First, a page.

The authors report that, despite its relative simplicity, Capsaspora expresses two transcription factors that are integral to animal development — Myc and Brachyury. In animals, Myc serves as a master regulator of cell proliferation. Brachyury controls a key developmental process called gastrulation: this produces the body's three major cell layers, and the protein subsequently mediates differentiation of one of these layers, the mesoderm. In animals, both Myc and Brachyury function by binding to enhancers to regulate the transcription of a network of downstream genes7,8. Remarkably, Sebé-Pedrós et al. found that these downstream gene networks are conserved in animals and Capsaspora.

Given that cell proliferation is a shared feature of Capsaspora and animals, the conservation of the Myc regulatory network in the two lineages may not be surprising. But it is surprising that Brachyury seems to regulate the same types of gene in animals and Capsaspora, despite the fact that Capsaspora neither gastrulates nor produces mesoderm. Just as genes that animals use for cell adhesion and signalling evolved in the progenitors of animals before being co-opted for different functions in a multicellular context, it now seems that some gene-regulatory networks pre-date animal origins and were recruited wholesale for the regulation of new developmental processes.

Co-option is not the whole story, however. Innovations at the level of genes (such as that encoding the animal-specific signalling protein Wnt) and gene regulation (such as enhancer sequences) might also have contributed to animal origins. In contrast to the expansive intergenic DNA and long-range enhancers found in most animal genomes, the Capsapsora genome is compact. Despite looking for signatures of long-range transcriptional regulation at several stages of Capsaspora's life cycle, Sebé-Pedrós et al. identified none.

Animals also seem to have evolved new classes of promoter. Three types of animal promoter have been identified9: type I and type III promoters regulate genes that act during distinct stages in development, whereas type II promoters direct ubiquitous gene expression. Sebé-Pedrós and colleagues detected type II promoters in Capsaspora, but not types I or III. Therefore, type I and III promoters might be animal innovations.

It will be exciting to explore what these findings mean for animal origins and early evolution. Future investigations into the thus-far-uncharacterized gene-regulatory landscapes of sponges, comb jellies (ctenophores) and choanoflagellates promise to help pinpoint how and when long-range enhancers and type I and III promoters first evolved. However, the evolutionary distance between these organisms and the model animals that form the basis of our understanding of animal gene regulation may render conserved molecular mechanisms unrecognizable by functional-genomic approaches. Moreover, other evolutionarily important gene-regulatory mechanisms may lie undiscovered in Capsaspora, choanoflagellates and animals that branched off early in the evolution of animals.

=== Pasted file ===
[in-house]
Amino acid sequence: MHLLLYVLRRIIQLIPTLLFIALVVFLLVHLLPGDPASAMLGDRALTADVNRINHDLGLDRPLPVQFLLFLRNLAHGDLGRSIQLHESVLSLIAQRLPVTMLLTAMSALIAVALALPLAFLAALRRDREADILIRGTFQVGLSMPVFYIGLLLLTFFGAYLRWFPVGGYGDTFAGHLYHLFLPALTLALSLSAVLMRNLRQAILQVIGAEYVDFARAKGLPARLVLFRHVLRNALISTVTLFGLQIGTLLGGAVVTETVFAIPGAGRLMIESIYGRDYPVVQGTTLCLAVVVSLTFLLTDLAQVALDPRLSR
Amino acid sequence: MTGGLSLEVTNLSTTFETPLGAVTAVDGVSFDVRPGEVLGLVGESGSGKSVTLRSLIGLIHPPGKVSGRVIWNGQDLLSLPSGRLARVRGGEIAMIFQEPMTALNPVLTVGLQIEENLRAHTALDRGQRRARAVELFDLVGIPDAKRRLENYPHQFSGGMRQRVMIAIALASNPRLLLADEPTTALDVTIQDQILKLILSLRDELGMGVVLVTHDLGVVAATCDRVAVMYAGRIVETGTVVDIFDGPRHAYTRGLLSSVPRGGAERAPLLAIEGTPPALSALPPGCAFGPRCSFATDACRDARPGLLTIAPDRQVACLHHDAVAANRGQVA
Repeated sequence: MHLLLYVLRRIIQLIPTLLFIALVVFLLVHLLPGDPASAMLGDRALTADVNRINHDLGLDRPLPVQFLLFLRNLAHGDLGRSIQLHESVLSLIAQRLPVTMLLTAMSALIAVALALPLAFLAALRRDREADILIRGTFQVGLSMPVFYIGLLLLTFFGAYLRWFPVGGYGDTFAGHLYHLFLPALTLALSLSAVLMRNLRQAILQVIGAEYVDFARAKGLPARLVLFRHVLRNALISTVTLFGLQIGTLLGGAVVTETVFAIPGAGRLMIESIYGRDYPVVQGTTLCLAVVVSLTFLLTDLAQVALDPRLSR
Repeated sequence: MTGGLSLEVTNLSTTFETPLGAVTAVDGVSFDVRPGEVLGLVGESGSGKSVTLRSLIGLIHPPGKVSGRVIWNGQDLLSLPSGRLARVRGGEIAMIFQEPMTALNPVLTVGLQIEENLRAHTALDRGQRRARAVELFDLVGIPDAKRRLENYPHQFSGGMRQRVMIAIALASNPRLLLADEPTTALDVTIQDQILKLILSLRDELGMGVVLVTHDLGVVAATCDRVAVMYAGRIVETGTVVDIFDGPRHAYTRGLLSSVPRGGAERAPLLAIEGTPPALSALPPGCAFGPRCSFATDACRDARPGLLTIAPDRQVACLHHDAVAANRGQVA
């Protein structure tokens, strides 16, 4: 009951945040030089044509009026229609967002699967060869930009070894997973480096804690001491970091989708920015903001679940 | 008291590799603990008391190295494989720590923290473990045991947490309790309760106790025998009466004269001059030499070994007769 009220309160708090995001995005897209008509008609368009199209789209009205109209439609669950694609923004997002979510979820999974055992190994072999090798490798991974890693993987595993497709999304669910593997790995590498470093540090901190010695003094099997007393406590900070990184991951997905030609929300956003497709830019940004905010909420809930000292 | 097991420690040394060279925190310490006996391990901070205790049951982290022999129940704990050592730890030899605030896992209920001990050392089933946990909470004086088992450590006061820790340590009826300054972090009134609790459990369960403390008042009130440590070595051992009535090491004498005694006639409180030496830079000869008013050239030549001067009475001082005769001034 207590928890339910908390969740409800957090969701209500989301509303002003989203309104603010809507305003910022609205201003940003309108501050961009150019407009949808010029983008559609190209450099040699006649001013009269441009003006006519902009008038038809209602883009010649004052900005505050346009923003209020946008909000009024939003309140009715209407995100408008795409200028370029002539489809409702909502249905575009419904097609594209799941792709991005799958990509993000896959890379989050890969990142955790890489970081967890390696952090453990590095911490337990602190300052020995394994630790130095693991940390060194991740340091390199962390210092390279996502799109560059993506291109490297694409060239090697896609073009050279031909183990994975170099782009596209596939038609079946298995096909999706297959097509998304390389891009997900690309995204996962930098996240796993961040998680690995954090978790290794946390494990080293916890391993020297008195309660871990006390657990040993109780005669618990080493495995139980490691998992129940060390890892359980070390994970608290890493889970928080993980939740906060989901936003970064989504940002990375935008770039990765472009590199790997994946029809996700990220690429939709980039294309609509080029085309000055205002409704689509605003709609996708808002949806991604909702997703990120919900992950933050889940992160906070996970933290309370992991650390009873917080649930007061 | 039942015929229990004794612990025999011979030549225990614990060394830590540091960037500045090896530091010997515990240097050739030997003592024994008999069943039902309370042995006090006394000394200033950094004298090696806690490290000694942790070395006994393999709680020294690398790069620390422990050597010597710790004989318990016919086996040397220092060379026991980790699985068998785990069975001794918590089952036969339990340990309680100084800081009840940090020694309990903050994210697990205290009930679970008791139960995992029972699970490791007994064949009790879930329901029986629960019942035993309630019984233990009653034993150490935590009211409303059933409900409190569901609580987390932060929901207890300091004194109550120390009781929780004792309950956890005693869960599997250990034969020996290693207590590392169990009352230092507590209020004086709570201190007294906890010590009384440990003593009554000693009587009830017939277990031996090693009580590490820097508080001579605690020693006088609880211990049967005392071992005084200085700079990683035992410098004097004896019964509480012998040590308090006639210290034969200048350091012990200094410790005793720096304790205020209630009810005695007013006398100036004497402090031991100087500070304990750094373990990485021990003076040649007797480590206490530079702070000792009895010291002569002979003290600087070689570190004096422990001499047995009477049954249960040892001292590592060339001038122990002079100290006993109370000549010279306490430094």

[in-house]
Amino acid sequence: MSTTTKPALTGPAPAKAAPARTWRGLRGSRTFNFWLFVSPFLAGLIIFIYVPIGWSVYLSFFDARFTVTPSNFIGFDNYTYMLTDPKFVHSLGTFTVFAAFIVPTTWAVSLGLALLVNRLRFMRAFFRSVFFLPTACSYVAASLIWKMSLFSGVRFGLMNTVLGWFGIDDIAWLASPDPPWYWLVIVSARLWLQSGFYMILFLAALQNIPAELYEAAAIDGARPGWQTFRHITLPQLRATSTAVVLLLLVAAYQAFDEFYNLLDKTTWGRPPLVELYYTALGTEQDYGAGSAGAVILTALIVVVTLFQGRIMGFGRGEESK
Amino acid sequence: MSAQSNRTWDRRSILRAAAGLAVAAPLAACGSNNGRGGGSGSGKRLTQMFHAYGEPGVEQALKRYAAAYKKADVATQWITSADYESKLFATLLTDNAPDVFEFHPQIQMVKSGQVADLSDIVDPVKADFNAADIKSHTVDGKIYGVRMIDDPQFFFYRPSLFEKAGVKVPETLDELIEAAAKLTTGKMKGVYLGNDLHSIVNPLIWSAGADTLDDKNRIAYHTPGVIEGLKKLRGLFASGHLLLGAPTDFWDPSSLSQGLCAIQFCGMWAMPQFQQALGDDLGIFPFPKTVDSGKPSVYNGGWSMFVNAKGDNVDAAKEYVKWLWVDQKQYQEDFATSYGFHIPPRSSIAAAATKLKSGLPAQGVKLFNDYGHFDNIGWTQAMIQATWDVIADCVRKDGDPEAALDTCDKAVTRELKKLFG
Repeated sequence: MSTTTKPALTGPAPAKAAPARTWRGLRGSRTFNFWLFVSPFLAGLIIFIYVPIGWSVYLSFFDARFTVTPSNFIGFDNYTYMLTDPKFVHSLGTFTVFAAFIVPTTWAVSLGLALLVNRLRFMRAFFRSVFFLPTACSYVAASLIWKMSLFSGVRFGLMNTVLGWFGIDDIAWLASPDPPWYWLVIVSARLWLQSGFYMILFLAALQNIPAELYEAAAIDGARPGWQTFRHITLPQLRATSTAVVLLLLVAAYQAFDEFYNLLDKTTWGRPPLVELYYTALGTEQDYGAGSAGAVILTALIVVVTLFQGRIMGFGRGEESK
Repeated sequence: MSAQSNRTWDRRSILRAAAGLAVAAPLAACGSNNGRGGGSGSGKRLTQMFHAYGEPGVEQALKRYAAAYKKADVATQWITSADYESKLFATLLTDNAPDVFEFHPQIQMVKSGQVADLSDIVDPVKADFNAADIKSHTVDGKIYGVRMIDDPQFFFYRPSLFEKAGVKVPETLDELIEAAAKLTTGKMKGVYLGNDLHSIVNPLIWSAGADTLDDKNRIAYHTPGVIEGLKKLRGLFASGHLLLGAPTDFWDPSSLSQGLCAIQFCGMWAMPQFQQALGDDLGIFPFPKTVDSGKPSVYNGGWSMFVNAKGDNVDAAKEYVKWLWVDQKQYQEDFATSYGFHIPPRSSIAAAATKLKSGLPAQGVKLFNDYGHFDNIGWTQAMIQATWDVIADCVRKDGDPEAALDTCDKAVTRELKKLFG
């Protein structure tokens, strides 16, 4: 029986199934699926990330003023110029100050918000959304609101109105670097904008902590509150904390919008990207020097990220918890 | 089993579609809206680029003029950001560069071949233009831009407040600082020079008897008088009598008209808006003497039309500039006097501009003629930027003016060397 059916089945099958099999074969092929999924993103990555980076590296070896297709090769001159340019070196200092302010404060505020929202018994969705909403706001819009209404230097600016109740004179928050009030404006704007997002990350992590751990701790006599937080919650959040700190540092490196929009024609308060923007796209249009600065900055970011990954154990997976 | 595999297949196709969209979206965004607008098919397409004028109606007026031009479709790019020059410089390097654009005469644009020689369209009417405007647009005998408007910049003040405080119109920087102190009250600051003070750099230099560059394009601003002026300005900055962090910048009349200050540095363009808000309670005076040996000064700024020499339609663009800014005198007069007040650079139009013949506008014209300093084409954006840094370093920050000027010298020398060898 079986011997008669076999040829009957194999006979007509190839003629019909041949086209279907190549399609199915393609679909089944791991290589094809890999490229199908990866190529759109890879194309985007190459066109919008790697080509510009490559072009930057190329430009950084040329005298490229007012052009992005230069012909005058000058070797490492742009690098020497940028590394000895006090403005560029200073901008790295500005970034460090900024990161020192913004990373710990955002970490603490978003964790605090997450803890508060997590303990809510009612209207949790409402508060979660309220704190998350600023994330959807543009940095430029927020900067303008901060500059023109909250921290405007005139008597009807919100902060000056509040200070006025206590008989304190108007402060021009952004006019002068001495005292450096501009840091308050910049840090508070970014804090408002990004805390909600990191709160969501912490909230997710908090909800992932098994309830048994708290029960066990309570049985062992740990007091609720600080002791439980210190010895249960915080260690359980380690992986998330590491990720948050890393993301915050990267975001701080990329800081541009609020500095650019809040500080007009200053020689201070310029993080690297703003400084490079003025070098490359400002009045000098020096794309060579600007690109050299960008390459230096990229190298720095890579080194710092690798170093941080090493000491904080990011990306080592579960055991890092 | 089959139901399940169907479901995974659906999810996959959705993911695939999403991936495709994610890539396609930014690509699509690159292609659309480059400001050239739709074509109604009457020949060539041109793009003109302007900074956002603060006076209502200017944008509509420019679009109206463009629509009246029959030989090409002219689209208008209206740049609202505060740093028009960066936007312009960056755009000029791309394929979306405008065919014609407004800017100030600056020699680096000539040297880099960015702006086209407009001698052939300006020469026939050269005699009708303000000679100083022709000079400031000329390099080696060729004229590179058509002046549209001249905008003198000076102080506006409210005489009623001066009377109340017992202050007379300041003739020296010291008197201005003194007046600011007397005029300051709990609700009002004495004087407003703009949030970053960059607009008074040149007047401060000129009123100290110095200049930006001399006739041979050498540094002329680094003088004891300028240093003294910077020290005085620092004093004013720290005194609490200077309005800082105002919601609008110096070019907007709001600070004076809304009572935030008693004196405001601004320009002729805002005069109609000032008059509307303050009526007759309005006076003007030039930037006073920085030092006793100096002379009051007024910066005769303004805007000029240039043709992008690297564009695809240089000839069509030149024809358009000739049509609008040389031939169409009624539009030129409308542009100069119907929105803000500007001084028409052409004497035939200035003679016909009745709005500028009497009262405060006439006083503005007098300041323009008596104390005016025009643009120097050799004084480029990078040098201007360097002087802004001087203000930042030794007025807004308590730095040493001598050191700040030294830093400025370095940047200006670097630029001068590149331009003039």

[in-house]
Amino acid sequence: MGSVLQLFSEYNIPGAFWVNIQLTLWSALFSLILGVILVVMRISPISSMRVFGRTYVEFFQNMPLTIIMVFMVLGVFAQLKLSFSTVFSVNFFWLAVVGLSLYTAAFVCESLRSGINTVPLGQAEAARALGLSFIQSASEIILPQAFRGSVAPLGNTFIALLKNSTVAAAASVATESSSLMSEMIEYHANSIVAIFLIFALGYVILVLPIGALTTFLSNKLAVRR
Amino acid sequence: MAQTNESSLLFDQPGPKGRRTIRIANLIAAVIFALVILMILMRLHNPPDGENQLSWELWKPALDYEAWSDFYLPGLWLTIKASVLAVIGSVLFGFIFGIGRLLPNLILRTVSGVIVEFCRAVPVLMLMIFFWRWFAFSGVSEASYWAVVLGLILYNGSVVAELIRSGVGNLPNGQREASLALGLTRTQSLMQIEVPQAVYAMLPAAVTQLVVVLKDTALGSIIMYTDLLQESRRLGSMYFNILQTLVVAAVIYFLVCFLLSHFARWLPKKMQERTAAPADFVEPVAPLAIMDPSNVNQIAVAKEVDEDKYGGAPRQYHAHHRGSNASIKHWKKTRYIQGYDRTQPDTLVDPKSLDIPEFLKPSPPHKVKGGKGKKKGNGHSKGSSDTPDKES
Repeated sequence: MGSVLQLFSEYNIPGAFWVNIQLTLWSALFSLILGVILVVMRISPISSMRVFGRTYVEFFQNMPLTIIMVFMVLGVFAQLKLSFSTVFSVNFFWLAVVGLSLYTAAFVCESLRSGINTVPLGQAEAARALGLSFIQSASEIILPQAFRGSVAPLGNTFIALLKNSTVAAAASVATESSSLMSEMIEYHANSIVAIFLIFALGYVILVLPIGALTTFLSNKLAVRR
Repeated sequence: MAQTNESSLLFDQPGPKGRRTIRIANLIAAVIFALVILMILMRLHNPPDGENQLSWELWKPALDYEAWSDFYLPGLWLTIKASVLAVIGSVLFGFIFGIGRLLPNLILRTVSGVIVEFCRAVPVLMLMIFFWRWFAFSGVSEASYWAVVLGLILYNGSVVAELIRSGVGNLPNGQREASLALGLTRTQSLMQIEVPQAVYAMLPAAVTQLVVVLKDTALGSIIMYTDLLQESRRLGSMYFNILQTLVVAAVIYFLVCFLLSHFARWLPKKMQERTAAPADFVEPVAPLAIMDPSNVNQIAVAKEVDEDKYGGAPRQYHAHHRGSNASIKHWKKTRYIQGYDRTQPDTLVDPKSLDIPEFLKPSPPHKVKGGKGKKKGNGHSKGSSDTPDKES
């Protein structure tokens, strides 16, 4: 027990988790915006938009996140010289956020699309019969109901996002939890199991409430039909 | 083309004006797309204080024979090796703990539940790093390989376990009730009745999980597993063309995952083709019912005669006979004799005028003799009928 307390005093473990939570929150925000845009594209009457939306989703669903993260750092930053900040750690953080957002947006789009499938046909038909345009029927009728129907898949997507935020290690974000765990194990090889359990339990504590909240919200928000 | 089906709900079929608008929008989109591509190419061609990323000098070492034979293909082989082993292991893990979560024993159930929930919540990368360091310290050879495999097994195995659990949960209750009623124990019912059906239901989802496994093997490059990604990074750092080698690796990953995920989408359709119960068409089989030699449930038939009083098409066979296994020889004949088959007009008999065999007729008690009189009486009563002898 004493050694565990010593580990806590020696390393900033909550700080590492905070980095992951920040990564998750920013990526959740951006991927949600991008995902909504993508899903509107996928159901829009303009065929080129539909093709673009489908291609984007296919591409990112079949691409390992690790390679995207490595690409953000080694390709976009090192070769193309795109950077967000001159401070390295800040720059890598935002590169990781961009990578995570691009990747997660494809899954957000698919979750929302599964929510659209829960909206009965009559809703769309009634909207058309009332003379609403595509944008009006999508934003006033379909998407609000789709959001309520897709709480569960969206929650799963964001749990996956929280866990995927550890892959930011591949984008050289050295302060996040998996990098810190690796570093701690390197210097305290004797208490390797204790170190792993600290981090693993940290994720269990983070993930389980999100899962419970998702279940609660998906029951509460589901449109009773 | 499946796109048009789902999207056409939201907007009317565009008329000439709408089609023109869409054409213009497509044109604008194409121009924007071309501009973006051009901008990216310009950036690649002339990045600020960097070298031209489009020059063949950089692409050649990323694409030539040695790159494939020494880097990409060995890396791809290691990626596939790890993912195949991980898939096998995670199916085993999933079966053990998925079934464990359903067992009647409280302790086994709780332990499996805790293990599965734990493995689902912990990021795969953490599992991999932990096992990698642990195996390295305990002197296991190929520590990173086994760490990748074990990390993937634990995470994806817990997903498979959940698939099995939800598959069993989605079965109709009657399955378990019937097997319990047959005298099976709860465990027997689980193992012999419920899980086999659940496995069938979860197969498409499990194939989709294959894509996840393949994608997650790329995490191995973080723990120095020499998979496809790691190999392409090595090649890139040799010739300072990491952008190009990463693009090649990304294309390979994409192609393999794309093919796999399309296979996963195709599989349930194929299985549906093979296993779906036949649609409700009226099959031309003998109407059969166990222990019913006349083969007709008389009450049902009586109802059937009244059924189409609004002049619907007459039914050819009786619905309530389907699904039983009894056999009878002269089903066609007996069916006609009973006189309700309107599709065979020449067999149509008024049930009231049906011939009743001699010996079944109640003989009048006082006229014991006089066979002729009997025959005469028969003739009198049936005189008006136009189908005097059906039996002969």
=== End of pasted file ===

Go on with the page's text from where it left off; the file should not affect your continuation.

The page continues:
Fully reconstructing gene regulation in the progenitors of animals will require studies in diverse relatives, integrating modern functional genomics with forward and reverse genetics — which respectively reveal the genes responsible for a particular trait, and the changes brought about by disrupting the function of a particular gene. Fortunately, armed with the functional-genomics insights from this study, and the establishment of forward genetics in choanoflagellates10, this goal may be achieved in the not-too-distant future.

Notes

References

  1. 1.

    Annu. Rev. Earth Planet. Sci. 39, 217–239 (2011).

  2. 2.

    et al. Cell 165, 1224–1237 (2016).

  3. 3.

    Biol. J. Linn. Soc. 50, 255–274 (1993).

  4. 4.

    & Annu. Rev. Genet. 47, 509–537 (2013).

  5. 5.

    , & Cell 157, 13–25 (2014).

  6. 6.

    et al. eLife 2, e01287 (2013).

  7. 7.

    , , & Proc. Natl Acad. Sci. USA 111, 4478–4483 (2014).

  8. 8.

    Cold Spring Harb. Perspect. Med. 3, a014332 (2013).

  9. 9.

    , & Nature Rev. Genet. 13, 233–245 (2012).

  10. 10.

    , , & eLife 3, e04070 (2014).

Download references

Author information

Affiliations

  1. David S. Booth and Nicole King are at the Howard Hughes Medical Institute and in the Department of Molecular and Cell Biology, University of California, Berkeley, Berkeley, California 94720-3200, USA.

    • David S. Booth
    •  & Nicole King

Authors

  1. Search for David S. Booth in:

  2. Search for Nicole King in:

Corresponding authors

Correspondence to David S. Booth or Nicole King.

About this article

Publication history

Published

DOI

https://doi.org/10.1038/nature18447

Further reading

Comments

By submitting a comment you agree to abide by our Terms and Community Guidelines. If you find something abusive or that does not comply with our terms or guidelines please flag it as inappropriate.

Newsletter Get the most important science stories of the day, free in your inbox. Sign up for Nature Briefing